PITTSBURGH -- Revolution typically doesn't occur overnight. Unrest usually foments for a while before the status quo finally comes unraveled. Overthrowing a longtime power in the NFL doesn't happen until you eventually quit overthrowing open receivers.
So when the Cincinnati Bengals all but completed their coup d'etat in the AFC North on Sunday with a 38-31 victory over the Pittsburgh Steelers, coach Marvin Lewis reminded everyone postgame that his team had to lay the foundation for its first winning season since 1990 by first cobbling together consecutive non-losing seasons. And right offensive tackle Willie Anderson, one of the longest-suffering Bengals, quickly seconded the motion.
"It seems like we've been climbing [mountains] ever since I got here," said Anderson, a 10-year veteran who, until Sunday, had never played on a team with a winning record. "I guess we're finally near the top. I mean, we're not the [division] champions yet, and there is still some work to be done, but we're feeling pretty good now. It's very gratifying."
As well it should be.
In defeating a Steelers team that had won the previous meeting at Paul Brown Stadium by 14 points on Oct. 23, the Bengals moved to 9-3 and extended their lead in the division to two games over slumping Pittsburgh, which lost for the third straight week. Almost as important, Cincinnati continued to reinforce the notion that it might be a force in postseason play, and perhaps the favorite in the AFC North for the foreseeable future.
Lewis has assembled a young team -- every point scored by the Bengals on Sunday was by a player 28 or younger; standout quarterback Carson Palmer is in just his third NFL season; and Cincinnati got a ton of key plays from rookies like middle linebacker Odell Thurman, wide receiver Chris Henry and kickoff return specialist Tab Perry -- one likely to only get better in ensuing seasons.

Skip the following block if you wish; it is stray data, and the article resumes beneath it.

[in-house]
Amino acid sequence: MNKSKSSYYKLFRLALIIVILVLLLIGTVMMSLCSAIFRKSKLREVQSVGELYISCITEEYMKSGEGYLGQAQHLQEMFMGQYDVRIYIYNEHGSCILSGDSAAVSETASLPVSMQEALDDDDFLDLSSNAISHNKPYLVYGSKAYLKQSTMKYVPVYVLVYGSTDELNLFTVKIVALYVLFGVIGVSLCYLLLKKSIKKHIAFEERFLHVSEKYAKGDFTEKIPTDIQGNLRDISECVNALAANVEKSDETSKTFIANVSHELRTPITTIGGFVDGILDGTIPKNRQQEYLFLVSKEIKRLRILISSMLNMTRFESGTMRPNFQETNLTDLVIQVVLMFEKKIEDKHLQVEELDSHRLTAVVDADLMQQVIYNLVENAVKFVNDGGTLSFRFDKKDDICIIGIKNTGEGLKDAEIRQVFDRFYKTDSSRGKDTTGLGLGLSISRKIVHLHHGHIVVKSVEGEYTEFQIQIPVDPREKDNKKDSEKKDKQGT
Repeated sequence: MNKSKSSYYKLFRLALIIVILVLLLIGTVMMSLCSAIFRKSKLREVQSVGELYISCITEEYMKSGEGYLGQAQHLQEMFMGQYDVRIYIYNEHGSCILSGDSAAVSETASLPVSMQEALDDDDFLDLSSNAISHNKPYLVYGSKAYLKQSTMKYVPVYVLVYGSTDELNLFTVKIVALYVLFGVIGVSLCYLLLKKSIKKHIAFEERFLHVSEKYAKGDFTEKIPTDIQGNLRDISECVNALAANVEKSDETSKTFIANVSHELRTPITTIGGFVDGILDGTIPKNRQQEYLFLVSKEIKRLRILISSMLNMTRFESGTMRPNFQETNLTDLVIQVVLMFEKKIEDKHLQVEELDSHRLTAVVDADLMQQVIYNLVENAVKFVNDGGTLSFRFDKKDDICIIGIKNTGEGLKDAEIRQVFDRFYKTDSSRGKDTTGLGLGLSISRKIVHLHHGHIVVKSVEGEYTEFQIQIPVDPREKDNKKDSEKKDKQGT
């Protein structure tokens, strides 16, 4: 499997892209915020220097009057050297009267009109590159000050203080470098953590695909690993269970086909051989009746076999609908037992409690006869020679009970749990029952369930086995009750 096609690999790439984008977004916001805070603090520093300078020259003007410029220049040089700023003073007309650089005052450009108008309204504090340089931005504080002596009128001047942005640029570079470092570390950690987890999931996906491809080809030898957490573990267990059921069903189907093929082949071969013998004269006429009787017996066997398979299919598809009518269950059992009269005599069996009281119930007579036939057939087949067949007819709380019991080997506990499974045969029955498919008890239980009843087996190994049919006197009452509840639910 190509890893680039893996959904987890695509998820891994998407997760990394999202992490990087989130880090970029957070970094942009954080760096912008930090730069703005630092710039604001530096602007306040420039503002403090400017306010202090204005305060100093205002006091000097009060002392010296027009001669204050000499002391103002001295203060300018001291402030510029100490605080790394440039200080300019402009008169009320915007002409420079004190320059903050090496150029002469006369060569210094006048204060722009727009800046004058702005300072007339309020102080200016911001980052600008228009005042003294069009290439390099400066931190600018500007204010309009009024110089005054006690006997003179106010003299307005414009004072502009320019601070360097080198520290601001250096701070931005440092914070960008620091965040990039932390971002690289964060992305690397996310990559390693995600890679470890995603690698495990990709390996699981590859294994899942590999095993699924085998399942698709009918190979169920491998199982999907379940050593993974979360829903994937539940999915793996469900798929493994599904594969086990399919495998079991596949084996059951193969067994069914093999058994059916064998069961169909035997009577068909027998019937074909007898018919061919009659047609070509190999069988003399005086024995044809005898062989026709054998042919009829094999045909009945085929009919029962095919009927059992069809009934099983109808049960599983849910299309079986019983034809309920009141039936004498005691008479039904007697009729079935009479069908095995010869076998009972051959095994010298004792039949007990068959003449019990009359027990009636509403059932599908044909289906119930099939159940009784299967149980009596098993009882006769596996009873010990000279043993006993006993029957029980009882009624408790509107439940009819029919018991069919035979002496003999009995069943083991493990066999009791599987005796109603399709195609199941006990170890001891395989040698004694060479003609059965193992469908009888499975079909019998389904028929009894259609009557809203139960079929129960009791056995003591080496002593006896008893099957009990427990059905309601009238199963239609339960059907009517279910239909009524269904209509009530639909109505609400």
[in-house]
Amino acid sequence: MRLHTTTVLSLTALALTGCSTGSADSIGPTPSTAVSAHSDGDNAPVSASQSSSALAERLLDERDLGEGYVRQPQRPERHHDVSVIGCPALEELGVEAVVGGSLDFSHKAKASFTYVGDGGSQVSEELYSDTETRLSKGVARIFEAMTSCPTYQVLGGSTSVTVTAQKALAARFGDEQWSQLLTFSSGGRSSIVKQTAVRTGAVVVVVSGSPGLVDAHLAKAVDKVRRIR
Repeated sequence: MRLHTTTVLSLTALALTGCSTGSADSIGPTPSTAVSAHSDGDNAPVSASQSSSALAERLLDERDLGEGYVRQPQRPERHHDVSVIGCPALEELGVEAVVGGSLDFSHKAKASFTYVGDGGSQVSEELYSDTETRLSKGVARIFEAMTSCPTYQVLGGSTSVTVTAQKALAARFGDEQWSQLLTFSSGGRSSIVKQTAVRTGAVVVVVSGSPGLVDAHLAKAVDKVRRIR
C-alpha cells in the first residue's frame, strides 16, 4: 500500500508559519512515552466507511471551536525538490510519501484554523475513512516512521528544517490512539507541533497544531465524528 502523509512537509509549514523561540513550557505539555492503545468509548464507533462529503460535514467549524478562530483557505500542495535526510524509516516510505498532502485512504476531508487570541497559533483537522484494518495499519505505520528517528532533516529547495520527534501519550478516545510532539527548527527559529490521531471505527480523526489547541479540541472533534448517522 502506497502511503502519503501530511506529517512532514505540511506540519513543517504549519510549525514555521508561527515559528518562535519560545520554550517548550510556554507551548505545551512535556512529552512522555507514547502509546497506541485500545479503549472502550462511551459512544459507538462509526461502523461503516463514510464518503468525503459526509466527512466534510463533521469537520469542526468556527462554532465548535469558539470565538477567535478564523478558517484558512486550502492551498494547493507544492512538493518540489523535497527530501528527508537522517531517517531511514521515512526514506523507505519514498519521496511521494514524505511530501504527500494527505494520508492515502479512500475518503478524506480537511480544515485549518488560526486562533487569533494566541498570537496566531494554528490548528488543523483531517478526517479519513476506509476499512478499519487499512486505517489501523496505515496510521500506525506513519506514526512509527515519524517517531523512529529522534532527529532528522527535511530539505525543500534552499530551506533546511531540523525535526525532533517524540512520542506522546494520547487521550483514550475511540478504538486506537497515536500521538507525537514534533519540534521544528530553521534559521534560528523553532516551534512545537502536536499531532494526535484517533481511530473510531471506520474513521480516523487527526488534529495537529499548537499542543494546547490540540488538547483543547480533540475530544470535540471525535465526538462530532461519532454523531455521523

That the Bengals did so in a manner heretofore anathema in a division principally noted for its stodginess and blue-collar approach, trotting out a diverse and high-octane offense the likes of which hasn't been seen for a while in the AFC North (see: AFC Central), was especially impressive. Lewis still has holes to fill on defense, and Sunday marked the sixth time in its last eight games that Cincinnati allowed 23 points or more, but the Bengals offense continued to render all the opponents' scoring, well, pointless.
This is certainly not the way games are historically won in this division. Sunday marked just the third occasion since the league realigned into eight divisions of four teams, and the AFC Central was rechristened, that both teams scored 30 or more points in a division matchup. The difference in the game, clearly, was the turnover margin. The Steelers lost three interceptions and one of four fumbles, while the Bengals did not turn the ball over at all and, during some stretches, looked virtually unstoppable.
Cincinnati ranked second in the league in total offense and fifth in scoring entering the game, and lived up to these numbers. The defense, No. 21 and still a sieve at times -- it must rankle Lewis, whose acumen on that side of the ball is well documented -- played poorly for long stretches. But it mattered little, because the defense snatched the ball away four times and the offense was rarely held in check.
Veterans in both locker rooms acknowledged Cincinnati potentially possesses the most explosive offense the division has witnessed in recent memory. For years, this has been a division in which defenses tried to pitch shutouts. But with a triggerman like Palmer, who probably won't win NFL most valuable player honors this year but who should be on the short list of candidates, the Steelers, Browns and Ravens might have to refocus now on prevailing in shootouts instead.
"We're kind of revolutionizing the division," said wide receiver T.J. Houshmandzadeh, who had five catches for 88 yards and two touchdowns. "We knew we could score on them with this offense. It's a great offense, really, with a lot of weapons and a great line. We've got playmakers all over the place, a smart quarterback, and we like to attack. We can play you tough or we can finesse you. It's certainly the best offense we've had since I've been here."